Kickstart Your Spring Cycling with a Personalized Bike Fitting

One physical therapist's campaign to get you back in the saddle

By Allison Jones April 2, 2015 Published in the April 2015 issue of Portland Monthly

Pedal PT is in-network for many local insurance carriers, so the $115 bike fittings are often covered by a small copay or count toward a deductible.

When Kevin Schmidt left his corporate physical therapy job to start his own private practice, he relished the freedom of his new, two-mile bike ride to work. But soon, back and knee pain started to derail his fresh-air commute. “There’s no bike education in the conventional curriculum of physical therapy,” he says, “and there’s an urban myth that assumes pain is an inevitable part of riding. But it’s completely possible to isolate where pain is coming from and change the bike, not the body.”

In 2012, Schmidt opened Pedal PT in Southeast Portland, the city’s first cycling-focused physical therapy clinic. In place of the costly laser tests and slow-motion machines used in many pro fittings, Schmidt uses hands-on adjustments and analog tools to inexpensively size up everyone from racers aiming to boost their aerodynamics to grandmothers hoping to maintain their weekly rides to the farmers market. Here, Schmidt provides some rules of the road.

Need for Speed
“People think that pedaling slowly at a higher gear is safer for their joints, but that actually causes more stress on the knee, joints, and lower back. It’s best to ride in a lower gear, while maintaining 80–90 rpm on flat roads and 70 rpm on climbs.”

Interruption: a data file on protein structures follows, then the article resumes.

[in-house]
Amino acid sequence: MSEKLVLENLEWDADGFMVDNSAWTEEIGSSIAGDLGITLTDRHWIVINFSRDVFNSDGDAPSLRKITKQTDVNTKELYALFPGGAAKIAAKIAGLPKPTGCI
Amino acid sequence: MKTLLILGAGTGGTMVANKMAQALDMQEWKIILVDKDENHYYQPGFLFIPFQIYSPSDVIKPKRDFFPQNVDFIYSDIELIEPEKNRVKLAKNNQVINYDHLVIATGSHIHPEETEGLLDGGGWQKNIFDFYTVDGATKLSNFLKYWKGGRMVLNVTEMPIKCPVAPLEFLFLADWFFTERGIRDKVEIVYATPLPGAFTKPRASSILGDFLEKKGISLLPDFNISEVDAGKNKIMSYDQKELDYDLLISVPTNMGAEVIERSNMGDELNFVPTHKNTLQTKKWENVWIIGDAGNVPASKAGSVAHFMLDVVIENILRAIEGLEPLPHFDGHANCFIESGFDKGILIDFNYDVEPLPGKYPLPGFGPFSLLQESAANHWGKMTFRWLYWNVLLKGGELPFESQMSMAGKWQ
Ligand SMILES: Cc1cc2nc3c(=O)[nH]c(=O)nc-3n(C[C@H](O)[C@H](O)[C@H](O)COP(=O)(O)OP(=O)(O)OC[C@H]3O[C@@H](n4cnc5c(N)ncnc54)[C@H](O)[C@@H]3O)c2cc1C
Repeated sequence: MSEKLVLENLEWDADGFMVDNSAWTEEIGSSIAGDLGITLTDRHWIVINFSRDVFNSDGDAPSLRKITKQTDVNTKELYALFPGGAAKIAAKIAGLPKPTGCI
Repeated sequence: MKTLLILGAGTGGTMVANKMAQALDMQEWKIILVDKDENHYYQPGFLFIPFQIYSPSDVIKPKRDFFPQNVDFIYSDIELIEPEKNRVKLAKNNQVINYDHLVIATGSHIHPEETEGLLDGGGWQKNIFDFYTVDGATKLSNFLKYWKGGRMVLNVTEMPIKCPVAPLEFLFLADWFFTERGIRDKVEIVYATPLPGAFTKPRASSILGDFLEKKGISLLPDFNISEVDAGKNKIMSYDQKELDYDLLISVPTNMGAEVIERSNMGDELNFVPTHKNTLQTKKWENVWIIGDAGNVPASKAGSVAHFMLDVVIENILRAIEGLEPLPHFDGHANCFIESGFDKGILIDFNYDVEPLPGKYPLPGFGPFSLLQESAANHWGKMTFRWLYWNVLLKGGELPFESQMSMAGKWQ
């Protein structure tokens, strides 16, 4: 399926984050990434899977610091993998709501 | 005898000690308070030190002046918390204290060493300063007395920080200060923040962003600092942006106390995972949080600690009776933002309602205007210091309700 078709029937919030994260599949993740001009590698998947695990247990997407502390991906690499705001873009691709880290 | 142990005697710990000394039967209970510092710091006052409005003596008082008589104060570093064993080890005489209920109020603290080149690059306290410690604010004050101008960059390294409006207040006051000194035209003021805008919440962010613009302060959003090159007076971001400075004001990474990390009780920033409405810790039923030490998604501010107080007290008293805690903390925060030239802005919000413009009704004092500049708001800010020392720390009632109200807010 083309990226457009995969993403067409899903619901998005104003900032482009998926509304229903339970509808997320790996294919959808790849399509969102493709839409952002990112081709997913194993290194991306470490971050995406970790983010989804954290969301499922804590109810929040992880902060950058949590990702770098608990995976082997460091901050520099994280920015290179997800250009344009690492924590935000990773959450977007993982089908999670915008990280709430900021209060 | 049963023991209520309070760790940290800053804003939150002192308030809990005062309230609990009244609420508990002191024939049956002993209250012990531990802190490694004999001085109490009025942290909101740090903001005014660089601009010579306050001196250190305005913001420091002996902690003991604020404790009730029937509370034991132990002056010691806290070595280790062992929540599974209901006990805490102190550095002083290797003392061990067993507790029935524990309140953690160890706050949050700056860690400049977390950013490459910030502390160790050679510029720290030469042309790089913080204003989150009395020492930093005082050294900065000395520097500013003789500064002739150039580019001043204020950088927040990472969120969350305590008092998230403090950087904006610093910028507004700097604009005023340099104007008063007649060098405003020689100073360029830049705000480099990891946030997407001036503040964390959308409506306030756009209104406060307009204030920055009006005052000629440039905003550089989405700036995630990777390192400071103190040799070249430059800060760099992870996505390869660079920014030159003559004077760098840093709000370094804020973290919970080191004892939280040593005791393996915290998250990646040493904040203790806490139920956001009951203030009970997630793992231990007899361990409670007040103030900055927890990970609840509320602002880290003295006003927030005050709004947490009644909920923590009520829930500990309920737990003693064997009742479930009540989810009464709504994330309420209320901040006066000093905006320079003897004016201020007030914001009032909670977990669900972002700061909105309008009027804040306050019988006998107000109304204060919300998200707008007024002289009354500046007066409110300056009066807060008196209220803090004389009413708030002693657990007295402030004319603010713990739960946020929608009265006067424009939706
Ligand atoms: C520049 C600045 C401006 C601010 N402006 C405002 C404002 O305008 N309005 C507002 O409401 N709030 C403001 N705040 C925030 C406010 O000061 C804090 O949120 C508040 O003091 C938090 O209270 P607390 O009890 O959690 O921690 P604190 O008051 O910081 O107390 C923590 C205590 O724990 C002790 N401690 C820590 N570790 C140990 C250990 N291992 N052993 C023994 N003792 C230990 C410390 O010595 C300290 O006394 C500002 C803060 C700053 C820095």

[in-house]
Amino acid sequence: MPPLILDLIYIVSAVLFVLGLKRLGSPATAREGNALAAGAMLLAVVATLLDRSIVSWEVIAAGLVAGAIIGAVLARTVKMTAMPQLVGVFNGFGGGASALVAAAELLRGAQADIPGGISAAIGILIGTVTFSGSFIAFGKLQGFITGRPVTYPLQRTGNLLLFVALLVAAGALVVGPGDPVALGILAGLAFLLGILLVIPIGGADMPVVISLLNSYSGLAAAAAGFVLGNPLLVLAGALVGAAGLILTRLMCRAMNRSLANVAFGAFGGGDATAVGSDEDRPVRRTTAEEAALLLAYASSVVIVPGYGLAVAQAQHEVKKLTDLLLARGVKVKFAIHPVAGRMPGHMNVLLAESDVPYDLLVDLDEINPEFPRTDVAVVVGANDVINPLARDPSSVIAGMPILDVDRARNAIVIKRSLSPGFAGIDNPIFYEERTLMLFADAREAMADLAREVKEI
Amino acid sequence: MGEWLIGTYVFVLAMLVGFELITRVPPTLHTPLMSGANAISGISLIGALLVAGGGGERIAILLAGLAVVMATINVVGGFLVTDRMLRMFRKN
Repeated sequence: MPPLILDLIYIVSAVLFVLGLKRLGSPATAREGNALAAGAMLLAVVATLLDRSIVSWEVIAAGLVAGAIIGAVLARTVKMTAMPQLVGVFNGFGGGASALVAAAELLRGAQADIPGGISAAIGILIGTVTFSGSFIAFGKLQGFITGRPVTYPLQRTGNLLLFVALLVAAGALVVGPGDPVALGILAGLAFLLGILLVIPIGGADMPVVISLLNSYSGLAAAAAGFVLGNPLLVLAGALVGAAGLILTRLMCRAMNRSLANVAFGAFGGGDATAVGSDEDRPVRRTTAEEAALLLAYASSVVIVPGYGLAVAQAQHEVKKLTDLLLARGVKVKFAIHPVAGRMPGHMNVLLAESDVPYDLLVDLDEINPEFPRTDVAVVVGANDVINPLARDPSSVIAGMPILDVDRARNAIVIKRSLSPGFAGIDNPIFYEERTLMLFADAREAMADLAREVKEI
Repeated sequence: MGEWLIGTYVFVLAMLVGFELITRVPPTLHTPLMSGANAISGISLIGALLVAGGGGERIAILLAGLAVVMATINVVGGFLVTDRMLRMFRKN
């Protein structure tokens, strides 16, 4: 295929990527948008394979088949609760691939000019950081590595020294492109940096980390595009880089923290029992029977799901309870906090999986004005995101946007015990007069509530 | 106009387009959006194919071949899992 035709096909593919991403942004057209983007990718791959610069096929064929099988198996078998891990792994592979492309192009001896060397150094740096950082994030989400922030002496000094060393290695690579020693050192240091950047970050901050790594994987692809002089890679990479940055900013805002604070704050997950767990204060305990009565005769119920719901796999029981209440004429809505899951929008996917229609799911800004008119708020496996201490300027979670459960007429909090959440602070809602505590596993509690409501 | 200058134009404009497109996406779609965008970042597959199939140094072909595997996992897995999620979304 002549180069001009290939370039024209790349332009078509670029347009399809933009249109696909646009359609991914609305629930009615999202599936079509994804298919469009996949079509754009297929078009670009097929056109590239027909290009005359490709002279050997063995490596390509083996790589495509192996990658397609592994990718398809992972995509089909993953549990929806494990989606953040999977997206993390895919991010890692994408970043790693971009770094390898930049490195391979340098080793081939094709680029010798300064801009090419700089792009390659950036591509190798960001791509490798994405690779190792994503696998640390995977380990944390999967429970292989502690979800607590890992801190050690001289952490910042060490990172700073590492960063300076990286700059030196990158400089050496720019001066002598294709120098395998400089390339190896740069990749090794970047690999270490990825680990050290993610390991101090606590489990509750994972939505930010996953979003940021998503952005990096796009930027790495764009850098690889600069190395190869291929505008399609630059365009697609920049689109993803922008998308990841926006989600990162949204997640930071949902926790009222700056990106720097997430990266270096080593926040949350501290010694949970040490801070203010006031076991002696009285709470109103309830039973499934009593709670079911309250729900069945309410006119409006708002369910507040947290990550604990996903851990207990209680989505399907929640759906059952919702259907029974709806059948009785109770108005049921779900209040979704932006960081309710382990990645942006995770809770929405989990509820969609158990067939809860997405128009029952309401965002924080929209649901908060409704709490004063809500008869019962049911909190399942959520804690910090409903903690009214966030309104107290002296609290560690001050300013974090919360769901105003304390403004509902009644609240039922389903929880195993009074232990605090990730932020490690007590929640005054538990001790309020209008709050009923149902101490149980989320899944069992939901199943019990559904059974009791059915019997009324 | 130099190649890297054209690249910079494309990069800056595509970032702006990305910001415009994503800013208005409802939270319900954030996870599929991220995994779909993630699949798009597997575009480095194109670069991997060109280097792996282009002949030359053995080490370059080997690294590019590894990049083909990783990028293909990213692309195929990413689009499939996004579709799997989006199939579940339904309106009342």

Pedal Power
“The ball of your foot should land squarely on the center bar of the pedal. Too far back and your toes will try to point and grip, causing foot cramping and numbness; too far forward and you lose the power and efficiency of your stroke.”

The Right Angle
“Sometimes people don’t need new handlebars or a new stem—they just need to learn how to sit up correctly. Your back should be flat, with chest lifted, and arms should extend from the torso at a 90-degree angle to prevent neck and lower back pain.”

Lofty Saddle
“Many people in Portland ride with their seats too high. When the leg is fully extended at the bottom of the pedal stroke, the knee should be about 35 degrees from straight—that’s more than you’d think. A straighter leg risks hamstring injury and knee pain.”

throw ’bows
“Your elbows should never be locked out—you want to keep your ‘wings’ free to move around and absorb the shock from the road.”

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